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Hairu Chen v. L.A. Truck Centers, LLC (Cal. Ct. App. Jan. 18, 2017) 2017 WL 192724 involved an action by several foreigners for wrongful death, negligence, strict products liability, and loss of consortium. Plaintiffs were 10 Chinese national tourists who rode a tour bus from Los Angeles, California to Las Vegas, Nevada. The plaintiffs were injured when their tour bus became involved in a rollover accident as it was traveling through Arizona on a day trip to the Grand Canyon.
As a result of their injuries, the plaintiffs sued the tour company, the tour bus driver, the tour bus manufacturer, and the tour bus dealer. After the tour company and bus driver settled with the plaintiffs, the manufacturer, Starcraft, and its dealer, L.A. Truck Centers dba Buswest, filed a joint motion to apply the substantive law of Indiana to the case venued in Los Angeles County.
Starcraft argued that Indiana law should apply to the products liability claim because the tour bus was manufactured in Indiana and Indiana’s products liability laws reflect a strong interest in regulating manufacturing occurring within its borders and protecting its residents from excessive financial burdens. Although Buswest had its principal place of business in California, described itself as a California resident, and was the exclusive dealer of Starcraft buses in California, it argued that because it had conducted business in Indiana, its laws should extend to Buswest based on Indiana’s interest in protecting its businesses. Starcraft and Buswest also argued that California had no interest in applying its more favorable products liability laws in this case because the plaintiffs were not California residents and the accident did not occur in California. The trial court agreed with Starcraft and Buswest and granted the motion.
Approximately eight months prior to trial, Starcraft settled with the plaintiffs leaving Buswest as the sole defendant. The plaintiffs subsequently sought reconsideration of the trial court’s prior ruling on the choice of law. At the hearing, the court denied the motion on the grounds that it was an improper motion for reconsideration. It also held that the applicable law should not change at the eleventh hour just because Starcraft settled. In other words, the parties should be able to rely on the trial court’s prior ruling in preparing for trial.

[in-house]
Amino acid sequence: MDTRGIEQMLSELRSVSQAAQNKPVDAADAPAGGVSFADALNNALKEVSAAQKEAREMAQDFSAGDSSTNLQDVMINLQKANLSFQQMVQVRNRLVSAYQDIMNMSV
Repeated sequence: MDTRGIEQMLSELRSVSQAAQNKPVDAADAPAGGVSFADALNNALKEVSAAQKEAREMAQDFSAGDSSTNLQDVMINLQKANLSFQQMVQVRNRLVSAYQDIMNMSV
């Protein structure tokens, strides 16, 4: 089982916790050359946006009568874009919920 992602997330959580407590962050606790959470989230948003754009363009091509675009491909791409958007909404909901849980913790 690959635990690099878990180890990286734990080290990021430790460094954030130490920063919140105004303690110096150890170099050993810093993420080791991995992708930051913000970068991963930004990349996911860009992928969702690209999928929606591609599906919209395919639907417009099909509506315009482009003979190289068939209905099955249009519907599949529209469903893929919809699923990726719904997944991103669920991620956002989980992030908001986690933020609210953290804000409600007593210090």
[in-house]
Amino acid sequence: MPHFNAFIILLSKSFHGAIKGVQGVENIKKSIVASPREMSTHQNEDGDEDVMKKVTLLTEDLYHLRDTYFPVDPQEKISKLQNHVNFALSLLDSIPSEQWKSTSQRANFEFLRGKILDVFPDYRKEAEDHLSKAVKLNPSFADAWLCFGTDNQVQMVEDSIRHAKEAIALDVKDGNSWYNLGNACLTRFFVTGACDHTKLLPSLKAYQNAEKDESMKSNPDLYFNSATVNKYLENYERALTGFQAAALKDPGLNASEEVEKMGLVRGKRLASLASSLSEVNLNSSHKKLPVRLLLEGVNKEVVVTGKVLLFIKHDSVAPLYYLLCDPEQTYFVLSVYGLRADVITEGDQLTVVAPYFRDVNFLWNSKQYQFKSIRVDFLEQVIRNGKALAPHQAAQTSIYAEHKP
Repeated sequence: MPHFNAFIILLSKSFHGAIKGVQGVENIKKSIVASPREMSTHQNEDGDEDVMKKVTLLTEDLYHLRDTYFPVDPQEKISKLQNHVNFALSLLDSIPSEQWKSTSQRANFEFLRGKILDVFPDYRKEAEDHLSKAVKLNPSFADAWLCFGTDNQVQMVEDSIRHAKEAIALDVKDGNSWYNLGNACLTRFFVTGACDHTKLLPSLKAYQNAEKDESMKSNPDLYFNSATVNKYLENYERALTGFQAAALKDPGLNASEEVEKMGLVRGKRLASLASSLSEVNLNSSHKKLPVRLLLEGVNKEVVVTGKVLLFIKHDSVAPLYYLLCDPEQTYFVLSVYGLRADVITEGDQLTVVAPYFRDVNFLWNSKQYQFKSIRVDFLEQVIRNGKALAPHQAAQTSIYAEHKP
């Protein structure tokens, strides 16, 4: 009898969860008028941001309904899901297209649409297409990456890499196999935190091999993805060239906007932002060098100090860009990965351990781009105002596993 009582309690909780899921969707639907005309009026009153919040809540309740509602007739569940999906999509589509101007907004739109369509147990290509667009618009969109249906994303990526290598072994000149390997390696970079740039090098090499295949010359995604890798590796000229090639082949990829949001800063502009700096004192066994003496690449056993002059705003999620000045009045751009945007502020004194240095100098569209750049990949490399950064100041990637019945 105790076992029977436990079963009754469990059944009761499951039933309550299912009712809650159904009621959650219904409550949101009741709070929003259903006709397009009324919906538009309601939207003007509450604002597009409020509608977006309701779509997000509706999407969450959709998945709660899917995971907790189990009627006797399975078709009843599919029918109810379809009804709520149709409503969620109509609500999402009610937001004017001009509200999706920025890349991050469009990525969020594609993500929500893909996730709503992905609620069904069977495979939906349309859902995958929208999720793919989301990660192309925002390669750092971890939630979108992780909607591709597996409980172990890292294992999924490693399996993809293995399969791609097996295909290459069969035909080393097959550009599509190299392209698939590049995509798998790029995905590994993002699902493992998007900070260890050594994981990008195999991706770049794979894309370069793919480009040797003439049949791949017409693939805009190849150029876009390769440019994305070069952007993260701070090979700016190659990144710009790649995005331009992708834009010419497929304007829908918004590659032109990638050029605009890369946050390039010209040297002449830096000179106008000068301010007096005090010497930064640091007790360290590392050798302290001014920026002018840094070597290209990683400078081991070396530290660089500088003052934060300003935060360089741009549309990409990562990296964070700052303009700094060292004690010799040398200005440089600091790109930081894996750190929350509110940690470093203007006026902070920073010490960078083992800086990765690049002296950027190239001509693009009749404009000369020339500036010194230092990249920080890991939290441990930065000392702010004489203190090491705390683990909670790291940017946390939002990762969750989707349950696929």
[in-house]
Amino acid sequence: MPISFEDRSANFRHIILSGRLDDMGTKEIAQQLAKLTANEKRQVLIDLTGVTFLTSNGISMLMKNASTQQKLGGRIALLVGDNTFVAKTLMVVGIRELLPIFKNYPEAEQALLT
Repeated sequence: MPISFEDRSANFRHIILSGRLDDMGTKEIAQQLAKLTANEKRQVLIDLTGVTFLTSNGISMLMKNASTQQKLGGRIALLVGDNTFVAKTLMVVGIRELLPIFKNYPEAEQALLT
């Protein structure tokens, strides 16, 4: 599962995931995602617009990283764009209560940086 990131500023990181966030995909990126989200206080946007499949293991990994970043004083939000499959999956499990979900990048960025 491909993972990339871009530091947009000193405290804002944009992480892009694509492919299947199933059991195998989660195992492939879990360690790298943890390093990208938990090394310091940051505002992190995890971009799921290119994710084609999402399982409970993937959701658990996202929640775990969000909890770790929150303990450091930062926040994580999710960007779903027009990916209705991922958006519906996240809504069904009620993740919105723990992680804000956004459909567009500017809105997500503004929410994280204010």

The parties went to trial and based on the products liability law of Indiana, the jury concluded that the bus was not in a “defective condition” at the time of the accident. The plaintiffs appealed.
On appeal, the Appellate court held that California, not Indiana, had an interest in applying its laws to the case. Consequently, the trial court erred in applying Indiana law and the error was prejudicial to plaintiffs. In particular, the Court of Appeal explained that California’s governmental interest test of conflicts of law involves a three-step process. First, a court must determine whether the relevant law of each of the potentially affected jurisdictions with regard to the specific issue in question conflict. Second, if there is a conflict, the court should examine each jurisdiction’s interest in the application of its own laws under the facts of the case to determine whether a true conflict exists. Lastly, if a true conflict exists, the court must evaluate and compare the nature and strength of each state’s interest to determine which would be more impaired. The state with the more impaired interests should have its laws applied to the case.